Epidemiologic studies suggest that a higher dietary intake of calcium and vitamin D, and/or sunlight-induced vitamin D synthesis, correlates with lower incidence of cancer, including lymphoma, breast, prostate, and colon cancer.1 In fact, for over 60 years, researchers have observed an inverse association between sun exposure and cancer mortality,2 and those with more sun exposure had fewer cancers.Speaking of sun exposure—it’s important! Trust the facts. Being a mole-person is not a good idea. Get some sun, and, check out this study in the NewScientist. Sun-drenched populations are more protected against cancer. Andy Coghlan reports:
Sunshine is regularly blamed for causing fatal skin cancers, but it may help save your life if you develop a different cancer. It seems that sunlight has an overall protective effect as it stimulates the body's production of vitamin D, which helps to combat internal cancers, including those of the colon and prostate.Now, in case you’re curious or you forgot. Here Dr. Fuhrman explains just what makes sunlight so special. More reason to go into the light:
"A little sun exposure is a little better for you than avoiding sunlight," says Richard Setlow of Brookhaven National Laboratory in Upton, New York, who co-led the new work. "Vitamin D doesn't lower the incidence of internal cancers, but it prevents more people dying from them."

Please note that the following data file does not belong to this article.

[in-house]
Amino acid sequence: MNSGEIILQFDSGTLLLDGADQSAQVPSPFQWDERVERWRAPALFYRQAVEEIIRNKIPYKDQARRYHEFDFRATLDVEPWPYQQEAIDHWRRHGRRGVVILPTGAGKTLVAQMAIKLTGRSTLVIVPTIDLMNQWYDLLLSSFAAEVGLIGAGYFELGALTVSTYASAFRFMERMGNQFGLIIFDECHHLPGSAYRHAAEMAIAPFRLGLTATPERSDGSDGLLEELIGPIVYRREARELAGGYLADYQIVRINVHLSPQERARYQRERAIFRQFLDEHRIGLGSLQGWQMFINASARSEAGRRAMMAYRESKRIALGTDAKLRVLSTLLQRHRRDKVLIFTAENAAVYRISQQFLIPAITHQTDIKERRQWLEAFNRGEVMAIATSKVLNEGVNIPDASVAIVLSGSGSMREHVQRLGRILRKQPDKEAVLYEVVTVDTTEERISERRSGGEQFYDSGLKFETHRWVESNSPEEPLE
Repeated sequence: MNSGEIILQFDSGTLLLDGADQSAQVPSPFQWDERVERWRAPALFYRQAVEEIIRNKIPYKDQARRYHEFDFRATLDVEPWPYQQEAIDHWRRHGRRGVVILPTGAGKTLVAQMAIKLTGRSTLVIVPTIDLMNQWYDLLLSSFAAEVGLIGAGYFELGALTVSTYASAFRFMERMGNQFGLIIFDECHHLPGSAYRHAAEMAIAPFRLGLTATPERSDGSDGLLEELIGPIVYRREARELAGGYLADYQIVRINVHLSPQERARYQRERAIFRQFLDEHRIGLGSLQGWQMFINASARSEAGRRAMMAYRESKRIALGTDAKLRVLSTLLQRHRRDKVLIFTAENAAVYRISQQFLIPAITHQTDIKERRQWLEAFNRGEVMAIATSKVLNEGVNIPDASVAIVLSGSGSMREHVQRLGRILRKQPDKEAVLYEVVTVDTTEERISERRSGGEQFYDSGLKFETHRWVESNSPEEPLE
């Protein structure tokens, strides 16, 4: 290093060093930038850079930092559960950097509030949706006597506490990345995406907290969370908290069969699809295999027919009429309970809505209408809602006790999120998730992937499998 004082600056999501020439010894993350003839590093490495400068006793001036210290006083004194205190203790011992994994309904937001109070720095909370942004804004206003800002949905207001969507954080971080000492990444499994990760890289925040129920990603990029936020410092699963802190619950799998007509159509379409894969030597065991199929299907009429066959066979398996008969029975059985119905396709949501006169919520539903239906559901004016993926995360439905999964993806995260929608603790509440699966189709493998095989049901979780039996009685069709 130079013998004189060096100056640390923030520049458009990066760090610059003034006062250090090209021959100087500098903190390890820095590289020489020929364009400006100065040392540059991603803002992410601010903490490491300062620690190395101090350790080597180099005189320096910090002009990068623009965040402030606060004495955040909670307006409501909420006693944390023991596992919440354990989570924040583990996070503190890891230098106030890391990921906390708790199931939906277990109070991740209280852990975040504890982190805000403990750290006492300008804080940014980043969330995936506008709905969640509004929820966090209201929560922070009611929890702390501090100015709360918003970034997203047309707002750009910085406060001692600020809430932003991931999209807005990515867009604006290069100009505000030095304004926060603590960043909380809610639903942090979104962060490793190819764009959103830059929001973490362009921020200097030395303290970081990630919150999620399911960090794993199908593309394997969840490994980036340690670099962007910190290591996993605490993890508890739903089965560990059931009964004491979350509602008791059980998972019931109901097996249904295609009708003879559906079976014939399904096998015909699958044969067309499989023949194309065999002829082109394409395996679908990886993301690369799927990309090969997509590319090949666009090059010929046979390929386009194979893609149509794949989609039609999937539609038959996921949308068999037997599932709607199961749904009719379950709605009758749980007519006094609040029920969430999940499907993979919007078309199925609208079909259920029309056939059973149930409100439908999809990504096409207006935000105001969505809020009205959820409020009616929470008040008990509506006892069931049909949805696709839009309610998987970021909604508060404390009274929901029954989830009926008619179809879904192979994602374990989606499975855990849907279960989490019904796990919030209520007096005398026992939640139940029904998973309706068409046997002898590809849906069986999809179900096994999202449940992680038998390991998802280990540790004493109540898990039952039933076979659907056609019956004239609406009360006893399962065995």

Vitamin D is a fat-soluble vitamin that your body makes after exposure to ultraviolet (UV) rays from the sun. Vitamin D functions as a hormone because it sends a message to the intestines to increase the absorption of calcium and phosphorus.For a long time I used to be a cave-dweller. I’d stay indoors all the time and hardly ever go outside. Not anymore. Now I drag my butt outside fairly often. How about you?
1. Martinez ME, Willett WC. Calcium, vitamin D, and colorectal cancer: a review of the epidemiologic evidence. Cancer Epidemiol Biomark Prev 1998;7:163-68. Lieberman DA, Prindiville S, Weiss DG, Willett W. Risk factors for advanced colonic neoplasia and hyperplastic polyps in asymptomatic individuals. J Am Med Assoc 2003; 290:2959-67.
2. Heaney RP. Long-latency deficiency disease: insights from calcium and vitamin D. Am J Clin Nutr 2003;78:912-9.